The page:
As a parent, do you ever feel as though other people do not see your child as you do? That they just don't see the same potential, deficits as you. Well, that is where we are with going down this new path with Speech Therapy. Granted, we (the Therapist and wife and I) are beginning to be on the same page in our assessment of John and the direction we think we should be going.
My wife and I began by getting an initial evaluation done by a Speech Therapist here in town. The evaluation didn't go well as John was cranky and did not perform for her the way he performs for us all here at home. This is understandable and is expected at any evaluation of a child. But unfortunately, the Therapist has only the documented evaluation to go by as a place to begin treatment. This means that the Therapists' first impression of John, whether accurate or not, is where his deficits were defined, not to mention that having the diagnosis of Down syndrome brings with it a host of pre-conceived ideas from people.
Needless to say, both Joy and I were not impressed with the evaluation or the Therapists abilities to draw John out and motivate him to perform which I think is the hallmark characteristic of a good Therapist. So, we immediately moved him to a Therapist with Pediatric experience and we are now in our 3rd week of 2 days/ week outpatient sessions.
So far, it has been a break-in period for both John and Therapist as they work together to learn each other and the Therapist sees John for the child that he is and not just another Down syndrome child. As John gets more comfortable with her, he opens up more and shows more of himself. As for the Therapist, she is a talented Therapist who seems to connect with John and make him open up for her. What remains to be seen is her willingness and ability to listen to John and his parents and adjust her therapy to meet the needs of John. I think it is a downfall of we Therapists not to listen as much as we should and to begin our therapies at the place that we think they should begin which is usually someplace behind the clients' true abilities.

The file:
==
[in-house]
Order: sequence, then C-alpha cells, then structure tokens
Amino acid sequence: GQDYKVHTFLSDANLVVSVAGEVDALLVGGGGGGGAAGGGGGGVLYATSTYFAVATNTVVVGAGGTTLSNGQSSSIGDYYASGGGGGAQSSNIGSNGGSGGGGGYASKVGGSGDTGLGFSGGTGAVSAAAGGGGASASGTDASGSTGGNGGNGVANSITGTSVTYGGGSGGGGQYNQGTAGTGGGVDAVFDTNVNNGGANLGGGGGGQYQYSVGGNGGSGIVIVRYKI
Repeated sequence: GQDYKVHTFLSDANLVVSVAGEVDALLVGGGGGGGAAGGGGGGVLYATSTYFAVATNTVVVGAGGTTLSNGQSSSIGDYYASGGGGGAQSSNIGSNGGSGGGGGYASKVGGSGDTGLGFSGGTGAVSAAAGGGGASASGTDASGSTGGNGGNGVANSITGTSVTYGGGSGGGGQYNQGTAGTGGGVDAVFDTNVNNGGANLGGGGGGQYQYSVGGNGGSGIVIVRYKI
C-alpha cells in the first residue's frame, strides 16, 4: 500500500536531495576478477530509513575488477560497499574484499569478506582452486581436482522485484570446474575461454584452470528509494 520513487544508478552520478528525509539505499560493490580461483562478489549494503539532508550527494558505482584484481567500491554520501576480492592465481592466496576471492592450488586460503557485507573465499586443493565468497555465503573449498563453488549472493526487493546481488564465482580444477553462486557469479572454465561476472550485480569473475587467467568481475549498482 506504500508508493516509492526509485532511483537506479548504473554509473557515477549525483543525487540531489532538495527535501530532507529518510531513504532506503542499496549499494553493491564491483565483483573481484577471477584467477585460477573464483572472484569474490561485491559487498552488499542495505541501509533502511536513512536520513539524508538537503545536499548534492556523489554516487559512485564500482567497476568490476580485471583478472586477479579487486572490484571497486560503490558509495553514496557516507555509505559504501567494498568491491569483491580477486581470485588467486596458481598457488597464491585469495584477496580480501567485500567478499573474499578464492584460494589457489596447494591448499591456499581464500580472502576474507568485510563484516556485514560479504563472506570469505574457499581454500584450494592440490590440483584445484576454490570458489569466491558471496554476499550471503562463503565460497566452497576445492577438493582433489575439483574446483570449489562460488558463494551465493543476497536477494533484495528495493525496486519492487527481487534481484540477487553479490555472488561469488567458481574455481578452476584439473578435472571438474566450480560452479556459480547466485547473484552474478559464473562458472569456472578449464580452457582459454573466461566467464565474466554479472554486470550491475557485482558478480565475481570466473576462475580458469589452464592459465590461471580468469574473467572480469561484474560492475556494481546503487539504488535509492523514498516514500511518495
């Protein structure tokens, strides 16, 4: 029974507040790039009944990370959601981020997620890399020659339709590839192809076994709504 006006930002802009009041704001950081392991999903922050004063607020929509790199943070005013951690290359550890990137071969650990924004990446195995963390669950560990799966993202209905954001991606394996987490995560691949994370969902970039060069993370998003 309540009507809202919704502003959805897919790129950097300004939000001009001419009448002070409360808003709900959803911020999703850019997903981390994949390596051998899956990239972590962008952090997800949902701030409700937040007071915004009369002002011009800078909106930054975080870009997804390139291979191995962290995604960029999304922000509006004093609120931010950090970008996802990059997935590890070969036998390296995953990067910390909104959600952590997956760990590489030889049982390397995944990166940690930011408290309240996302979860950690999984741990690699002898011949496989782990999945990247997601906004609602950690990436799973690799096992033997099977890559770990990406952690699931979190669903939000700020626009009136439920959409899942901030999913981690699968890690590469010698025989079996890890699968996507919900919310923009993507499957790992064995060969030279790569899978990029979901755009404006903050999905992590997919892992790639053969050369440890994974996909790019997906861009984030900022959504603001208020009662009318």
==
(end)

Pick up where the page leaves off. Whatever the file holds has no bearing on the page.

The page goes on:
With a non-verbal child such as John, I know that it is difficult to establish what he knows and what he doesn't, whether the problem is cognitive vs. oral-motor. So in this initial phase of getting to know one another, we (wife and I) are waiting and watching to see what happens with an occasional comment here and there to our Therapist.
At this point, the Therapist doesn't see John the way that we see him, but we are convinced that she will in her time. It is not enough that she take our word for it because she needs to see him and and where he is for herself and this is a process that I believe must be respected by parents. But I will say that if the process drags on for too long, then you may want to reconsider whether that is correct Therapist for your child or not.
So for us, we are giving the process time while we gently give advice. We will see where it leads in another couple of weeks. John is performing more and more for her at every session. We will see how much she is listening to him.
So, my advice for weary parents that are going through this process is to choose a Therapist (Physical, Occupational, or Speech) that:
- loves children
- makes therapy fun
- motivates your child
- adjust the treatment to the interest of the child (almost anything can be turned into a treatment depending upon how you do it)
- listens to both client and parent
- can adjust to meet the need of the child and not just repeat the book format
I'm sure there are others, but these are important to me and my wife. As a consumer of health care, we need to take control of our health care and that means that we need to communicate. But we also need to have a health care provider that will listen to us.
Good luck to you and you choose a Therapist for your child. And remember - not all Therapist are created equal. There is more that goes into therapy than just learning from a book.